Interviewer: Did it hurt?

Participant: Yes. I was feeling very bad and she gave me alcohol [to smell] to revive me.

Interviewer: And … how long did it last [that she had her hand inside you]?

Participant: About half or 1 hour. . . . I was very dizzy. My mother-in-law was behind me and was giving me the alcohol [to smell]. And it started hurting more

Interviewer: And then what happened?

Participant: She put the hand inside and took our something and put it in a bag. And started washing me with warm water and I stayed for a while lying down on the bed.

Interviewer: Did you feel better?

Participant: That day I felt very weak … And I stayed there to recover. At around 3 or 4 in the afternoon I went home. … I was feeling very weakI took a taxi home. … [At home] I stayed laying on bed … and next day I walked and I was bleeding a lot, but it stopped. … It was like a menstruation for 4 days.

(Tabasco, P14, 23 years, incomplete primary, consensual union, 3 children)

d.3. Experiences of abortion performed by doctors in an illegal setting.

While many would assume that medical doctors perform safer abortions than other providers, this is not always the case in our sample. Several women from Queretaro and State of Mexico chose to have an abortion in their area with a gynecologist believing the procedure would be well performed—here we present two contrasting cases of women who went to gynecologists who advertised doing abortions in an illegal setting. In both cases the same method was used, misoprostol and MVA with paracervical local anesthesia, but the women’s experiences were radically different. A paracervical block is an anaesthetic procedure used in obstetrics and gynecology, whereby a local anaesthetic is injected into between two and six sites at a depth of 3–7 mm alongside the vaginal portion of the cervix in the vaginal fornices. For more information on this topic refer to findings from a randomized controlled trial of paracervical block for pain control in first-trimester surgical abortion [20].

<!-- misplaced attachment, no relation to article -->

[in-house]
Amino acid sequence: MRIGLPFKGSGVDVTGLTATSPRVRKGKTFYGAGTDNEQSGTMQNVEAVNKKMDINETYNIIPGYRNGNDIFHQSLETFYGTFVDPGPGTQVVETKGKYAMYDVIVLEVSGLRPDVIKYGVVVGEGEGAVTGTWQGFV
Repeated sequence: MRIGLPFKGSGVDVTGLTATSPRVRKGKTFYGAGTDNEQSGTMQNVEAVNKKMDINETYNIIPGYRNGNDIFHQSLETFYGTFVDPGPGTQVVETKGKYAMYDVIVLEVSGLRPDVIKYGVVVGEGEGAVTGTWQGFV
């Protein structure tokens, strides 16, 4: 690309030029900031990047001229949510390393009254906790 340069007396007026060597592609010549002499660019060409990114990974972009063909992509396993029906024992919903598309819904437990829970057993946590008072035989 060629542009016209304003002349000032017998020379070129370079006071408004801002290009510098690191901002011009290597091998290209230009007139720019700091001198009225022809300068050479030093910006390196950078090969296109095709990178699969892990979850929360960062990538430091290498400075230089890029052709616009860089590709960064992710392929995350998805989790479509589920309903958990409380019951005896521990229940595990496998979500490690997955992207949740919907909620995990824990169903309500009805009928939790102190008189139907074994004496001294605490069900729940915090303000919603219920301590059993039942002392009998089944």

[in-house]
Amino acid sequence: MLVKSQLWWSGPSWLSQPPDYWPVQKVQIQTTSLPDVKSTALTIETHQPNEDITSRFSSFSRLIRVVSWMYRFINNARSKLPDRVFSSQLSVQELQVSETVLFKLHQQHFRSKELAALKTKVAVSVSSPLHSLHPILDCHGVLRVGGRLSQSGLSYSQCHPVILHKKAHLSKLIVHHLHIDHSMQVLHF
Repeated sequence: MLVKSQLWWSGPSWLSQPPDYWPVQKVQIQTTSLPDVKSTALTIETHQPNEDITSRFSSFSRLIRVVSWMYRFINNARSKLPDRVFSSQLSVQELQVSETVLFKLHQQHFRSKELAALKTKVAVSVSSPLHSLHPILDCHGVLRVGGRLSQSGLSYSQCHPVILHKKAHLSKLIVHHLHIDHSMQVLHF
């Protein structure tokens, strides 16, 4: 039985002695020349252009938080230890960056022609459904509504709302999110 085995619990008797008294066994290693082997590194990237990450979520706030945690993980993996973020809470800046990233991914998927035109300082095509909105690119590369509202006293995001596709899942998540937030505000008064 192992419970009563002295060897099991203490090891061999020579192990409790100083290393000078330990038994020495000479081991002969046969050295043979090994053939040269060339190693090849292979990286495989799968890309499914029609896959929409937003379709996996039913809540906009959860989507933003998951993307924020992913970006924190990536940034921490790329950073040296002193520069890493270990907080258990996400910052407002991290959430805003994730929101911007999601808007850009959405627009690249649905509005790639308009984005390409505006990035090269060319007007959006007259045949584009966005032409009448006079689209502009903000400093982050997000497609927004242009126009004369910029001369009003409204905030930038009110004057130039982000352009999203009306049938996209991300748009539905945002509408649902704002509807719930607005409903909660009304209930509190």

Karina described the procedure, the extreme pain she experienced and her inability to walk after the procedure, characteristics associated with perforation of the uterus.

Participant: He was a …. gynecologist…. He explained to me that he was going to put a vaginal catheter, and an intravaenous solution… and he was going to give me some pills[misoprostol]… to dilate … he was going to give me anestesiaand he was going scratch and then remove it [the product] [MVA]. … I was not going to have any pain and there was going to be no problem and after, there was going to be some bleeding for a week and that was all. That everything was going to be normal … They put in me intravenous solution, … they gave me pills … I did not feel anything [at that time]. … they put me like in a hospital stretcher that had some things to leave the legs hanging. He told me it was not going to hurt, that it was a prick and that they will put an anaestesia which he did. … But it was horrible. The pain was undescribable. …